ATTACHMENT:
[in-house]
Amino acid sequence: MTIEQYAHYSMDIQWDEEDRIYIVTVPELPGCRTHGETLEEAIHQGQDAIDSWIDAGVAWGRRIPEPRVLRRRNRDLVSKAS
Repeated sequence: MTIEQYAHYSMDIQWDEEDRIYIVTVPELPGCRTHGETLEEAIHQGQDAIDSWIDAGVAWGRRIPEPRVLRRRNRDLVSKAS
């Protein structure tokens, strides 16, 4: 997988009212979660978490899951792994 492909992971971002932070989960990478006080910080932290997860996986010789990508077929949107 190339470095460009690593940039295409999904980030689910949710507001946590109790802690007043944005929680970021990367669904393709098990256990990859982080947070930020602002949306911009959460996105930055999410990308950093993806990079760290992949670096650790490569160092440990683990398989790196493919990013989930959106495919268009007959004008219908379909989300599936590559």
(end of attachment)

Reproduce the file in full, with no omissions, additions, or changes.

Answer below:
[in-house]
Amino acid sequence: MTIEQYAHYSMDIQWDEEDRIYIVTVPELPGCRTHGETLEEAIHQGQDAIDSWIDAGVAWGRRIPEPRVLRRRNRDLVSKAS
Repeated sequence: MTIEQYAHYSMDIQWDEEDRIYIVTVPELPGCRTHGETLEEAIHQGQDAIDSWIDAGVAWGRRIPEPRVLRRRNRDLVSKAS
């Protein structure tokens, strides 16, 4: 997988009212979660978490899951792994 492909992971971002932070989960990478006080910080932290997860996986010789990508077929949107 190339470095460009690593940039295409999904980030689910949710507001946590109790802690007043944005929680970021990367669904393709098990256990990859982080947070930020602002949306911009959460996105930055999410990308950093993806990079760290992949670096650790490569160092440990683990398989790196493919990013989930959106495919268009007959004008219908379909989300599936590559």